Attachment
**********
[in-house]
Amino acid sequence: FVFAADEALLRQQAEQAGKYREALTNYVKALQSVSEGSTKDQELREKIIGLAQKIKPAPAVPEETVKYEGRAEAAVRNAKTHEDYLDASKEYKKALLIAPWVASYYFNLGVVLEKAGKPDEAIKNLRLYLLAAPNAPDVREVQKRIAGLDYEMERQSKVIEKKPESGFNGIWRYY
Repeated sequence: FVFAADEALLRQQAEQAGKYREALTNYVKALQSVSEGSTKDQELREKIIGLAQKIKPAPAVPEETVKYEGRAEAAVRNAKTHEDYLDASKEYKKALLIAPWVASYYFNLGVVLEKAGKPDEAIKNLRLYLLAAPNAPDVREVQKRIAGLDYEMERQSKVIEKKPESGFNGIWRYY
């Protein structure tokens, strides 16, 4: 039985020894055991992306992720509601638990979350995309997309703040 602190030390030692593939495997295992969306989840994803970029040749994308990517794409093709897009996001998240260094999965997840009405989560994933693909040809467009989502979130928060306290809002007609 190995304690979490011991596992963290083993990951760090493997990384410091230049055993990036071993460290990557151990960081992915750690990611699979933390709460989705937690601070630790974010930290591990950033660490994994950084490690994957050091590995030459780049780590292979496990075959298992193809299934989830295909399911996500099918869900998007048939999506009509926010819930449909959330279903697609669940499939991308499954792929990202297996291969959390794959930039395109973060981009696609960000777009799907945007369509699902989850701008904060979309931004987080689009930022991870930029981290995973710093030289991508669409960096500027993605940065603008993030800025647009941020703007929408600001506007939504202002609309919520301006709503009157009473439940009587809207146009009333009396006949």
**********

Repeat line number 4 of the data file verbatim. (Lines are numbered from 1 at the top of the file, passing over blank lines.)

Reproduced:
């Protein structure tokens, strides 16, 4: 039985020894055991992306992720509601638990979350995309997309703040 602190030390030692593939495997295992969306989840994803970029040749994308990517794409093709897009996001998240260094999965997840009405989560994933693909040809467009989502979130928060306290809002007609 190995304690979490011991596992963290083993990951760090493997990384410091230049055993990036071993460290990557151990960081992915750690990611699979933390709460989705937690601070630790974010930290591990950033660490994994950084490690994957050091590995030459780049780590292979496990075959298992193809299934989830295909399911996500099918869900998007048939999506009509926010819930449909959330279903697609669940499939991308499954792929990202297996291969959390794959930039395109973060981009696609960000777009799907945007369509699902989850701008904060979309931004987080689009930022991870930029981290995973710093030289991508669409960096500027993605940065603008993030800025647009941020703007929408600001506007939504202002609309919520301006709503009157009473439940009587809207146009009333009396006949």